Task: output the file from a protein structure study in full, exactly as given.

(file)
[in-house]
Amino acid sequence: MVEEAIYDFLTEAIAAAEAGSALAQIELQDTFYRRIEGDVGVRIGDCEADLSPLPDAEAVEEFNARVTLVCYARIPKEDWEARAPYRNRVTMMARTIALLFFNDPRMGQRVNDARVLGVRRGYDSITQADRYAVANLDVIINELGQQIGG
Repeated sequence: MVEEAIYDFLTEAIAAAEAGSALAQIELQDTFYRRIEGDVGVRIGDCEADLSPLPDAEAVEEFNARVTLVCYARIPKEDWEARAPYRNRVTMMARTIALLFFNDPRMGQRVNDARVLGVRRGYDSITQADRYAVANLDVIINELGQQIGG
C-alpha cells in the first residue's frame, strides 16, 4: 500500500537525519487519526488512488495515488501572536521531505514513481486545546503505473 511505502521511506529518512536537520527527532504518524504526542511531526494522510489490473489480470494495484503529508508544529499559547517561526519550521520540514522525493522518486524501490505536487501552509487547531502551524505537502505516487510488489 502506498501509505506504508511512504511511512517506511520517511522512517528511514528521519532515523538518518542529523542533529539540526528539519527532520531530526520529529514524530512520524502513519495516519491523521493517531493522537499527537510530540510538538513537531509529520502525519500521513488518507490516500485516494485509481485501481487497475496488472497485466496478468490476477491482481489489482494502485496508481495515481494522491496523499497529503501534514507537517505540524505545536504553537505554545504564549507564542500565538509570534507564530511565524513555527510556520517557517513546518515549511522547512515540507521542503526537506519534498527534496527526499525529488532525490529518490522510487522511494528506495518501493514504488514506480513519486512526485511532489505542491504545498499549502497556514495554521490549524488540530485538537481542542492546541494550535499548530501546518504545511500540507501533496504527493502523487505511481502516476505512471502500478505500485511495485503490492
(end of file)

[in-house]
Amino acid sequence: MVEEAIYDFLTEAIAAAEAGSALAQIELQDTFYRRIEGDVGVRIGDCEADLSPLPDAEAVEEFNARVTLVCYARIPKEDWEARAPYRNRVTMMARTIALLFFNDPRMGQRVNDARVLGVRRGYDSITQADRYAVANLDVIINELGQQIGG
Repeated sequence: MVEEAIYDFLTEAIAAAEAGSALAQIELQDTFYRRIEGDVGVRIGDCEADLSPLPDAEAVEEFNARVTLVCYARIPKEDWEARAPYRNRVTMMARTIALLFFNDPRMGQRVNDARVLGVRRGYDSITQADRYAVANLDVIINELGQQIGG
C-alpha cells in the first residue's frame, strides 16, 4: 500500500537525519487519526488512488495515488501572536521531505514513481486545546503505473 511505502521511506529518512536537520527527532504518524504526542511531526494522510489490473489480470494495484503529508508544529499559547517561526519550521520540514522525493522518486524501490505536487501552509487547531502551524505537502505516487510488489 502506498501509505506504508511512504511511512517506511520517511522512517528511514528521519532515523538518518542529523542533529539540526528539519527532520531530526520529529514524530512520524502513519495516519491523521493517531493522537499527537510530540510538538513537531509529520502525519500521513488518507490516500485516494485509481485501481487497475496488472497485466496478468490476477491482481489489482494502485496508481495515481494522491496523499497529503501534514507537517505540524505545536504553537505554545504564549507564542500565538509570534507564530511565524513555527510556520517557517513546518515549511522547512515540507521542503526537506519534498527534496527526499525529488532525490529518490522510487522511494528506495518501493514504488514506480513519486512526485511532489505542491504545498499549502497556514495554521490549524488540530485538537481542542492546541494550535499548530501546518504545511500540507501533496504527493502523487505511481502516476505512471502500478505500485511495485503490492